Music DVD Reviews: Review of Rolling Stones Under Review

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Buy your copy from Rolling Stones: Under Review (1962-1966) starstarstarstarstarLabel: Sexy Intellectual
Released: 2006

When you have been around forever, documentarians have to break down your history in short increments to cover the necessary terrain. Trying to put the entire history of the Rolling Stones in a 90-minute film, no matter how well done, would be inadequate. So the Critical Analysis folks put the first four years of the Stones’ history under the microscope and deliver a pretty informative picture of what the band was like during that critical phase. The story is revealed in interviews with critics, biographers and other folks connected with the band.

The most fascinating part of the film is the transition of Brian Jones from co-leader of the group to the background as Jagger and Richards emerge as the creative and driving force of the band. There is an interesting film clip of Jones and Jagger introducing Howling Wolf on American Television. The experts agree that Jones’ shining moment was his slide guitar work on “Little Red Rooster.” Jones’ role changes significantly as the band moved from recording covers for their records to writing their own material, which was almost exclusively done by Jagger/Richards. Group compositions were credited to the bizarre pseudonym Nanker Phelge (which was not covered in this film).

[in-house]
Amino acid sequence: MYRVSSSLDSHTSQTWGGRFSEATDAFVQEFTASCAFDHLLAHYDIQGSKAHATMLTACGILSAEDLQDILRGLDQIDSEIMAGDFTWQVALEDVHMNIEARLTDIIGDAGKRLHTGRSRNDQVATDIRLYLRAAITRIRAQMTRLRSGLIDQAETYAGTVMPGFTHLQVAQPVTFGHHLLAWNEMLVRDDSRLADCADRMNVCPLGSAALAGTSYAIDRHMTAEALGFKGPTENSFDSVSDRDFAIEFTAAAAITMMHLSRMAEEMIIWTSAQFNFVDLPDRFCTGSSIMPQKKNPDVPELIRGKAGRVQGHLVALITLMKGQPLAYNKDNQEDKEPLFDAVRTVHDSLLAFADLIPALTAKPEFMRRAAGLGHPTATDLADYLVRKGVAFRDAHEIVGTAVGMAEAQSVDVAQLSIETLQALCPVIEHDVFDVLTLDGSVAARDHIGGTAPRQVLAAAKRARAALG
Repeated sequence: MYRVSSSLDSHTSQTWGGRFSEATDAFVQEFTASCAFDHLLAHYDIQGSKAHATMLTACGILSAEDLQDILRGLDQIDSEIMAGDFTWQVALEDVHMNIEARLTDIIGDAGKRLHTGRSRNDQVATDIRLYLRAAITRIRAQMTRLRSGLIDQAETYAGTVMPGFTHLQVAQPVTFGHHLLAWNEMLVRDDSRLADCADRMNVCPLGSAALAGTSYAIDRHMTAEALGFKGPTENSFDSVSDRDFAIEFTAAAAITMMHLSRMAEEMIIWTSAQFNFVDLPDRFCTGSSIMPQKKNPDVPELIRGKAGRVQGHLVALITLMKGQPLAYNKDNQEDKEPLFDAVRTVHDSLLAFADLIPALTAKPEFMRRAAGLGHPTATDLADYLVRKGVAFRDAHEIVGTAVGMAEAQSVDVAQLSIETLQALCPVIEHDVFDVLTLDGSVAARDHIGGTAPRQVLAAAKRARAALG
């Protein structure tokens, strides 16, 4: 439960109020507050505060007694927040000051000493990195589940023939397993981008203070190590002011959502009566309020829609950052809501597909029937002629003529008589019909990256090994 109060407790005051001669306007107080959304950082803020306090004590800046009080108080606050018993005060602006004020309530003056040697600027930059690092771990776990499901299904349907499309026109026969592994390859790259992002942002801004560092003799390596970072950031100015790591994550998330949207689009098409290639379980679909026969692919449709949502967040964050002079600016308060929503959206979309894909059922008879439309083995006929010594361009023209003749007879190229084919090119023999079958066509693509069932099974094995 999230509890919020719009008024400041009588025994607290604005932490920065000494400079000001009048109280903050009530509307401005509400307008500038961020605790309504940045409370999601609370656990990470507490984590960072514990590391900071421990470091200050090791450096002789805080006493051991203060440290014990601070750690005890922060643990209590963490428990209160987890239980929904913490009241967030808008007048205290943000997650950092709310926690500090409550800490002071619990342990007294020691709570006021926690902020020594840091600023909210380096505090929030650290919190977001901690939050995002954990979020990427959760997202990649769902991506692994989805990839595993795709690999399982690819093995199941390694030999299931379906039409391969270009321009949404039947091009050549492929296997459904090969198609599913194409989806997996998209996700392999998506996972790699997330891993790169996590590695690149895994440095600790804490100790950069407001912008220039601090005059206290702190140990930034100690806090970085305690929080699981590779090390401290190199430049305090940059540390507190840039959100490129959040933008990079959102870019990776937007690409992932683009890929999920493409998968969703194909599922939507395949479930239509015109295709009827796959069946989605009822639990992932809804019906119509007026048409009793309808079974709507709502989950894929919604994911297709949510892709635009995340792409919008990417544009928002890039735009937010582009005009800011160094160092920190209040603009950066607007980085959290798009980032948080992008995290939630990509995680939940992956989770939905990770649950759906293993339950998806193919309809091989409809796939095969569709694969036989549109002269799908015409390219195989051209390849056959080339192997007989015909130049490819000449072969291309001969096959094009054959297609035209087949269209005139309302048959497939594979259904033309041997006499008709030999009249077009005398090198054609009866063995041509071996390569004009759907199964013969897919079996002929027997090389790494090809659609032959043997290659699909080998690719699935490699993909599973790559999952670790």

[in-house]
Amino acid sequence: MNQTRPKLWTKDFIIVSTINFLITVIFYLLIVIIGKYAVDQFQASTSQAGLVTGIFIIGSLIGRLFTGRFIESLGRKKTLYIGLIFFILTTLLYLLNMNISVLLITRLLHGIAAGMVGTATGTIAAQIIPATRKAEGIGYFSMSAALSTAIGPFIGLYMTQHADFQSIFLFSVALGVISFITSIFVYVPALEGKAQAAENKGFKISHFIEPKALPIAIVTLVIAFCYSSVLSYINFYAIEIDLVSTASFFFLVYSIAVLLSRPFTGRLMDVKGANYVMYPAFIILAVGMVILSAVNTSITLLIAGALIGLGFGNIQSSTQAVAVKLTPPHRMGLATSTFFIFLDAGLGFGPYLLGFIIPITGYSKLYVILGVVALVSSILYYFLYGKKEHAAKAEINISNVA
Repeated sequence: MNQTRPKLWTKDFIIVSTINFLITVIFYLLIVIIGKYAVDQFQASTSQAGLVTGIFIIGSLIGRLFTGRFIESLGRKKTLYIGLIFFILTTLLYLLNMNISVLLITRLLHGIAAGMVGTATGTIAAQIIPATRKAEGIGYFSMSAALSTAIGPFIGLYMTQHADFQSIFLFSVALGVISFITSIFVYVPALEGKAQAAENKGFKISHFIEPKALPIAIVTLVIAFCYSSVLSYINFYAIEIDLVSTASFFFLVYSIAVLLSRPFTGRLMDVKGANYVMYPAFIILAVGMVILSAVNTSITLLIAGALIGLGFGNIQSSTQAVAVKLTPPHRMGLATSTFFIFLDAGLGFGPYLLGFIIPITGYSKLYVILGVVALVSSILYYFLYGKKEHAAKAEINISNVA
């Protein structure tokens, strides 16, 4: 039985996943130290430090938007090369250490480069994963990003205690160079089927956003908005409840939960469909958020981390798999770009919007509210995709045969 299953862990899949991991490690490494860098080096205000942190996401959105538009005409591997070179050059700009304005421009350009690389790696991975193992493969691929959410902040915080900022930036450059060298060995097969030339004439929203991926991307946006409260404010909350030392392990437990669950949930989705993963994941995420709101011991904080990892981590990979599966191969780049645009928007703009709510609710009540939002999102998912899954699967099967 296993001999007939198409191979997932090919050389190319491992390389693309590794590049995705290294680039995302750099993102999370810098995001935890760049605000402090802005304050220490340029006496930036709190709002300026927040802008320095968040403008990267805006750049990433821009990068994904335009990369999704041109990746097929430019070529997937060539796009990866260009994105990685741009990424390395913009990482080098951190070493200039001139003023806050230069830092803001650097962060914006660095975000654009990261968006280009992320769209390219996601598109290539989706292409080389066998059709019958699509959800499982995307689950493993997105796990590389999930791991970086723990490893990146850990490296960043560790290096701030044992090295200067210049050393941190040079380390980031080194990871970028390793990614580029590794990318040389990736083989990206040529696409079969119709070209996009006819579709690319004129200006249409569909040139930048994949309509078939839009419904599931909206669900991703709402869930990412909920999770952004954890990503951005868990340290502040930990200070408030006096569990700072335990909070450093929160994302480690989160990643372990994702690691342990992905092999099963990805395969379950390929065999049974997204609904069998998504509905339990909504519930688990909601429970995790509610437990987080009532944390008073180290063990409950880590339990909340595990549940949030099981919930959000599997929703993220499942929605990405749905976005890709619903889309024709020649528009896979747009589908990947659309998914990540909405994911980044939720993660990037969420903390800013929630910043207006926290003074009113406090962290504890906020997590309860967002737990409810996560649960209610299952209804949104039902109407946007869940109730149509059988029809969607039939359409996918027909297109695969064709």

Anecdotes and stories about the band really make this worthwhile. The myth that the Beatles were their intense rival is deflated a bit. It is acknowledged that the Beatles were the commercial kings that the Stones were aiming to be, but Lennon and McCartney gave the Stones “I Wanna Be Your Man” which was the Stones’ first hit. Andrew Loog Oldham, their first manager, encouraged the band’s outrageous and crude behavior to get them attention. He also encouraged Jagger and Richards to write their own material. Oldham’s importance in these early years can not be underestimated. Eventually Jagger and the boys let him go, but he clearly his work helped establish the path that led them to their iconic status.

The extras are fair at best. They include a very difficult quiz about the band, biographies of the folks interviewed for the project and some additional interview footage. This is a good starter for those not all that familiar with the history of the band and those that might think Ron Wood is an original member.

~R. David Smola